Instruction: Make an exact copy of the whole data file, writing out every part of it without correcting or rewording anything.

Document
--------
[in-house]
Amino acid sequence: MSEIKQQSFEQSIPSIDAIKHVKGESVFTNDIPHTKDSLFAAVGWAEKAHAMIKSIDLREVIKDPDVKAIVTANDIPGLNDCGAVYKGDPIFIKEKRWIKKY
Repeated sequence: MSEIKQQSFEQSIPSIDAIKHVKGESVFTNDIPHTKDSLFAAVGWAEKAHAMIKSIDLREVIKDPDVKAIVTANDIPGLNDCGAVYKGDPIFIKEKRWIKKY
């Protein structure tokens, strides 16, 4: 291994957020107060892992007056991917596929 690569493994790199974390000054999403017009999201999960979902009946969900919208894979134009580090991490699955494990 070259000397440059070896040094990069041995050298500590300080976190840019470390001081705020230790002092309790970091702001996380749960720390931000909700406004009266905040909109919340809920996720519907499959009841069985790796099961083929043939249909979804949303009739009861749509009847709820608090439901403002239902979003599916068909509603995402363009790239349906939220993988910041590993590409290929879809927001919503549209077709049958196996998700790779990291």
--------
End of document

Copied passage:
[in-house]
Amino acid sequence: MSEIKQQSFEQSIPSIDAIKHVKGESVFTNDIPHTKDSLFAAVGWAEKAHAMIKSIDLREVIKDPDVKAIVTANDIPGLNDCGAVYKGDPIFIKEKRWIKKY
Repeated sequence: MSEIKQQSFEQSIPSIDAIKHVKGESVFTNDIPHTKDSLFAAVGWAEKAHAMIKSIDLREVIKDPDVKAIVTANDIPGLNDCGAVYKGDPIFIKEKRWIKKY
């Protein structure tokens, strides 16, 4: 291994957020107060892992007056991917596929 690569493994790199974390000054999403017009999201999960979902009946969900919208894979134009580090991490699955494990 070259000397440059070896040094990069041995050298500590300080976190840019470390001081705020230790002092309790970091702001996380749960720390931000909700406004009266905040909109919340809920996720519907499959009841069985790796099961083929043939249909979804949303009739009861749509009847709820608090439901403002239902979003599916068909509603995402363009790239349906939220993988910041590993590409290929879809927001919503549209077709049958196996998700790779990291």